Pritchard says: “Creativity is the most-discussed ‘pro’ of ADHD.” However, published medical research on the veracity of this claim is “very, very preliminary,” she says. And although there hasn’t yet been any strong findings in the literature to support the claim that kids with ADHD are creative, it is true that “impulsivity, what’s sometimes called inhibitory control, helps you to engage in divergent thinking,” Pritchard says. “If you’re more impulsive, you’re coming up with more varied ways to solve a problem, which is a part of creativity.”
Superpower #4: A Talent for Happiness
This impulsivity, or “lack of inhibition,” can also make kids with ADHD “very fun to be around, very funny, and very much in the moment,” Morgan says. People with ADHD “have this ability to really be present and really enjoy themselves. Being mindfully present in the moment is where happiness is, and kids with ADHD are there already.”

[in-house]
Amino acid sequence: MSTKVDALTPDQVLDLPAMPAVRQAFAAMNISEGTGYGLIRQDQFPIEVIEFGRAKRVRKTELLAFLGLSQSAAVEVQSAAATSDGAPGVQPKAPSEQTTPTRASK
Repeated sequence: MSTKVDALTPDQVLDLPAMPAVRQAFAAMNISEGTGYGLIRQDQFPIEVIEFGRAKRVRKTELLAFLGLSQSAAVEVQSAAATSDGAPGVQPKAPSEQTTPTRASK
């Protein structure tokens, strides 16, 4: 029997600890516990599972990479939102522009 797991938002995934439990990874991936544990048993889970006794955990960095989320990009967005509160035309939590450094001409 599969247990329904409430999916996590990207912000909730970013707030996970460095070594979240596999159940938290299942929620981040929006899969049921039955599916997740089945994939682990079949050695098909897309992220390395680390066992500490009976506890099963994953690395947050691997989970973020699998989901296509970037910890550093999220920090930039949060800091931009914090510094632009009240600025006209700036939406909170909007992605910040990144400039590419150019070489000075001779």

Five Ways to Nurture These Superpowers
Professionals and parents gave us advice on helping kids with ADHD leverage their power and use it, like any good superhero, for good instead of evil.
- Have their back.
Kids with ADHD absorb a lot of negative messages about their self-worth. “A lot of times, school and society are trying to fit your child into a pattern for success,” Morgan says. “This is understandable, but ADHD kids don’t fit in that pattern.” The first step in repairing or bolstering your child’s self-esteem may be as simple as “accepting your child the way they’re arriving,” Morgan says.
- Let them shine.